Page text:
A human-wildlife conflict is simmering in the Peace River Region in northeastern British Columbia.
On March 21, the BC government released a draft Partnership Agreement for the recovery of the Central Group of southern mountain caribou (Rangifer tarandus caribou). The draft outlines immediate actions to protect the six caribou herds in the Central Group. While many are celebrating the new plan as a new step on the path to caribou recovery, others are less than thrilled. The agreement’s release resulted in public outcry in local communities: criticisms of the government for closed-door decision-making, calls for continuing wolf control, and expressed fears of job loss and restricted backcountry recreation. In efforts to quell concerns and manage miscommunications, BC has extended the community consultation period until May 31.
How did we get here?
Like caribou across Canada, Central Group herds have shrunk dramatically in recent years. There are now approximately 220 caribou remaining in this population, down from 800 in the early 2000s. The cause of their decline is complex, but ultimately leads back to growing resource extraction in the Peace region. Logging resets the forest to early seral vegetation (fast growing, disturbance tolerant plants), providing forage for deer and moose and thus supporting larger populations of these ungulates. Growing prey populations in turn bolster predator populations, resulting in more wolves on the landscape. This landscape has further been reshaped by seismic exploration for oil and gas, which creates linear features that act as movement corridors for predators to move into caribou habitat. Although caribou aren’t typically primary targets of predators, linear features increase the likelihood of a wolf-caribou encounter – or the likelihood of predation. Caribou historically retreat to high elevation and mature forests to escape predation, but with more predators and disappearing old forests, this avoidance tactic isn’t as effective as it once was. Thus, the cumulative effects of recent changes – forest harvest, linearization, more deer, moose and wolves – create a dangerous landscape for caribou.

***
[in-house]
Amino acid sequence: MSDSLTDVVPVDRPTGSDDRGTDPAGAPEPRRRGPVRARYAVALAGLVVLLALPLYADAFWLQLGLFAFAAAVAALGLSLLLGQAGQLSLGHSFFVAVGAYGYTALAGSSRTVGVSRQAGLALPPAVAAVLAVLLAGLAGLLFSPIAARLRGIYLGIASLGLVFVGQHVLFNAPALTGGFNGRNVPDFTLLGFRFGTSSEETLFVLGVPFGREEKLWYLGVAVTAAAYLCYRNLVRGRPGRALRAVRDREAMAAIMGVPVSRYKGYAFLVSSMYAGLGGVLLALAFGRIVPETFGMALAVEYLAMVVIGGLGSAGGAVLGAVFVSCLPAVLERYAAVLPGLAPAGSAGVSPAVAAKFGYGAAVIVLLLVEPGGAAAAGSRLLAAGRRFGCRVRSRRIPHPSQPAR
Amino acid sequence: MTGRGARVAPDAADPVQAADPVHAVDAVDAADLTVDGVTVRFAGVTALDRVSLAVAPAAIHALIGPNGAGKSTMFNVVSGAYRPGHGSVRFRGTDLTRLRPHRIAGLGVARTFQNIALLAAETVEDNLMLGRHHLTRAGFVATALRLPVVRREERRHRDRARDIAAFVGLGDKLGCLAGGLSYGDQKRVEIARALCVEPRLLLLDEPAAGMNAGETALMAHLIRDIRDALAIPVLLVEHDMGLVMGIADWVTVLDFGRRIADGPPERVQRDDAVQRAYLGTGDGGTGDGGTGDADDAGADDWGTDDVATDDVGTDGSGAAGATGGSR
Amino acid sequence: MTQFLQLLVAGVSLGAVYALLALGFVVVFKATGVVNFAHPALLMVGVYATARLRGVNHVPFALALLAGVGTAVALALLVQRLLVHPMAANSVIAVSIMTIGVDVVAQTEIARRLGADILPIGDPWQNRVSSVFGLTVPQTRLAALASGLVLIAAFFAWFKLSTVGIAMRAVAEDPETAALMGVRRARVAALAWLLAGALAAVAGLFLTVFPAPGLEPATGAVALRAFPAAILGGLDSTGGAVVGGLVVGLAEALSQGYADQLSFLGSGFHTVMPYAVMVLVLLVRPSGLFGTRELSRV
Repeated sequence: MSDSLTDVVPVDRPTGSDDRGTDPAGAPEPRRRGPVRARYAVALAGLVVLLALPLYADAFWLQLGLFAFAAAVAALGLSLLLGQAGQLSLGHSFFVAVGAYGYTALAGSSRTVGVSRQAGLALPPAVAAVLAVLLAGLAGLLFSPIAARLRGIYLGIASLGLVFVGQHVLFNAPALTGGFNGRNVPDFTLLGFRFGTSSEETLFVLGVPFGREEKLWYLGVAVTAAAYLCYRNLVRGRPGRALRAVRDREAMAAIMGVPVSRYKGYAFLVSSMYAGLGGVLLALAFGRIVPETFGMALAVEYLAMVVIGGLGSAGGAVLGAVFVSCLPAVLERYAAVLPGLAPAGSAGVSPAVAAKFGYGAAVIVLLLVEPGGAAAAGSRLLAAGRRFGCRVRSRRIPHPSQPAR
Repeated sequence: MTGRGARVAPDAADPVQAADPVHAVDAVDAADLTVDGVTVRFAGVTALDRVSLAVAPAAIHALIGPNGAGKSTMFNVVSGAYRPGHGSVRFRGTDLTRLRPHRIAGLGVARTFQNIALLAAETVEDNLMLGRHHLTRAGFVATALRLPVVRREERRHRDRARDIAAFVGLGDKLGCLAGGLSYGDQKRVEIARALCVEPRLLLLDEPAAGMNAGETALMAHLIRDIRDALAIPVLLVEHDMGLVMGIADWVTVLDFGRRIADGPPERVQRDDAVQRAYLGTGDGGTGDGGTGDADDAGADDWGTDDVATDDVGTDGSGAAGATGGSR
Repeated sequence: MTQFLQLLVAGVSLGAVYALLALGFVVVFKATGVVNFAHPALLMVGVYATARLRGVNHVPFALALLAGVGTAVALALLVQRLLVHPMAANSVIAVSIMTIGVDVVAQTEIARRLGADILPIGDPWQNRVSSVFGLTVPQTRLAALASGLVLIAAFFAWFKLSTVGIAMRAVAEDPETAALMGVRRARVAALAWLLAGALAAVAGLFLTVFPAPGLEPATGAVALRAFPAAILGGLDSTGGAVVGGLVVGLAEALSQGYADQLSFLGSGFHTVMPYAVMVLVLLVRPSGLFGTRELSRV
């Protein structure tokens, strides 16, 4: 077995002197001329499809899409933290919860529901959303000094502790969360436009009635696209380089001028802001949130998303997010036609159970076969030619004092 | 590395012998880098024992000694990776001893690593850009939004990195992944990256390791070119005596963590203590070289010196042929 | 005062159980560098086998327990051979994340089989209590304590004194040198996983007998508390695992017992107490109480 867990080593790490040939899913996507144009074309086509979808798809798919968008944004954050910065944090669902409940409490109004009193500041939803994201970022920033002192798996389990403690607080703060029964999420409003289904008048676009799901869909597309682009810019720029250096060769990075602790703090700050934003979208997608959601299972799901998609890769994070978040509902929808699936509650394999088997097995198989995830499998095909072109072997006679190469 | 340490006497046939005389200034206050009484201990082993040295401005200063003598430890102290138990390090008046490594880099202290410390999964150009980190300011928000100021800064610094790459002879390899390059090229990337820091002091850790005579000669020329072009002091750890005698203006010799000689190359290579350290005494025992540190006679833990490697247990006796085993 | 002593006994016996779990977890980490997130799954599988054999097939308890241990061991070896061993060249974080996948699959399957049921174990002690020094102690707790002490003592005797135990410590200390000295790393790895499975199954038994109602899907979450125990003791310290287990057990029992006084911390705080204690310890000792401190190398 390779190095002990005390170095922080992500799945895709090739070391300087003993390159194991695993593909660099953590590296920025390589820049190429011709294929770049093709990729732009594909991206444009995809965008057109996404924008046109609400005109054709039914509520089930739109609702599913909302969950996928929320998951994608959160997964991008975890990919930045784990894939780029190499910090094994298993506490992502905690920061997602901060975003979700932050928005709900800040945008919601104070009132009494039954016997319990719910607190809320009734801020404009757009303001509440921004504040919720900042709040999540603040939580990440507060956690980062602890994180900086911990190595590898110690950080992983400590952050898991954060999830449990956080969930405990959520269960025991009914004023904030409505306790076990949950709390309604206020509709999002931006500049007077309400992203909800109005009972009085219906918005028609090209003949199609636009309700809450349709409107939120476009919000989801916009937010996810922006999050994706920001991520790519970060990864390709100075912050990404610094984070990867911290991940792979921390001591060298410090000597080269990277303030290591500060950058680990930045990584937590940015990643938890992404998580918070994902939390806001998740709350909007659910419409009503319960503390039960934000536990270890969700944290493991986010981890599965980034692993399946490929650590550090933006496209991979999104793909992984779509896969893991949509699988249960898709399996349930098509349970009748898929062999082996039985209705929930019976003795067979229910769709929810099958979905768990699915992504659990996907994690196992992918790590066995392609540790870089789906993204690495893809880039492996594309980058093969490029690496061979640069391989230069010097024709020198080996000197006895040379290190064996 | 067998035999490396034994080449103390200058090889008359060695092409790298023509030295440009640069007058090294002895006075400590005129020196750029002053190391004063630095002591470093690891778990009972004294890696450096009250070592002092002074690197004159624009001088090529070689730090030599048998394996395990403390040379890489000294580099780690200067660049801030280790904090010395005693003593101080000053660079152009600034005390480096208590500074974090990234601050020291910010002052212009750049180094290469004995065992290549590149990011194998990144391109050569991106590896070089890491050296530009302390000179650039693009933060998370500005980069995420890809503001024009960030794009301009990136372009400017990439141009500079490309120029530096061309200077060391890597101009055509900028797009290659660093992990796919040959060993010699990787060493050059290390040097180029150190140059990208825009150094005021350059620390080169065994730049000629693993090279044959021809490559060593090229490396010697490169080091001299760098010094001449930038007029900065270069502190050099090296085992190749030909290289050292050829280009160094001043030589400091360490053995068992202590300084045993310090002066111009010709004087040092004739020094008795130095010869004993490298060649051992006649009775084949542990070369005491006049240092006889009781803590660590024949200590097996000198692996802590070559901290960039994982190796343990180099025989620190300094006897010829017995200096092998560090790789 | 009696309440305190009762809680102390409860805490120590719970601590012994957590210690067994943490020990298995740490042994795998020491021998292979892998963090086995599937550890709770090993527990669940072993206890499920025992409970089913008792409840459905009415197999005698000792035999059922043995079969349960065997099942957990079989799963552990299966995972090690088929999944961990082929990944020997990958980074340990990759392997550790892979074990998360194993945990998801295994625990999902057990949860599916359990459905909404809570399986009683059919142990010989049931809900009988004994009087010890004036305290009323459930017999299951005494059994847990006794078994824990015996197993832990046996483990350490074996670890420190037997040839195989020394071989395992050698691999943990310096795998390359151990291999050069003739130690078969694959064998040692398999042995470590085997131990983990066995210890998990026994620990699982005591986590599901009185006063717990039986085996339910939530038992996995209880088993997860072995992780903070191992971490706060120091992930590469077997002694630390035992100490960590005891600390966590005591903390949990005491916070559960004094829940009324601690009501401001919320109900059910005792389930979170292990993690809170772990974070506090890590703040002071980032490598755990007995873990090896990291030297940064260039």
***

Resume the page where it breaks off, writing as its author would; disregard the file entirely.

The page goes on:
Southern mountain caribou were listed as threatened under the Species At Risk Act (SARA) in 2003, creating a legal framework under which the Canadian government has an obligation to protect species facing declines from human activity. In May 2018, 10 herds of southern mountain caribou were found to be in ‘imminent threat’ of extinction, providing grounds for the federal government to issue an emergency order to halt all industrial development in critical caribou habitat. To avoid this outcome, which could jeopardize local economies, the province set about drafting conservation measures for southern mountain caribou: a Conservation Agreement between BC and Canada for southern mountain caribou, and the Partnership Agreement between BC, Canada, West Moberly First Nation and Saulteau First Nation. The two First Nations have been leaders in caribou conservation in the area, and both the provincial and the federal governments have responsibilities to consult First Nations on projects affecting their lands under the United Nations Declaration on the Rights of Indigenous Peoples. The Partnership Agreement applies only to the six herds of the Central Group, while the Conservation Agreement applies to all herds of southern mountain caribou in British Columbia. The two agreements were released as drafts, and the province opened a community consultation period (originally scheduled for six weeks) to hear feedback from the public.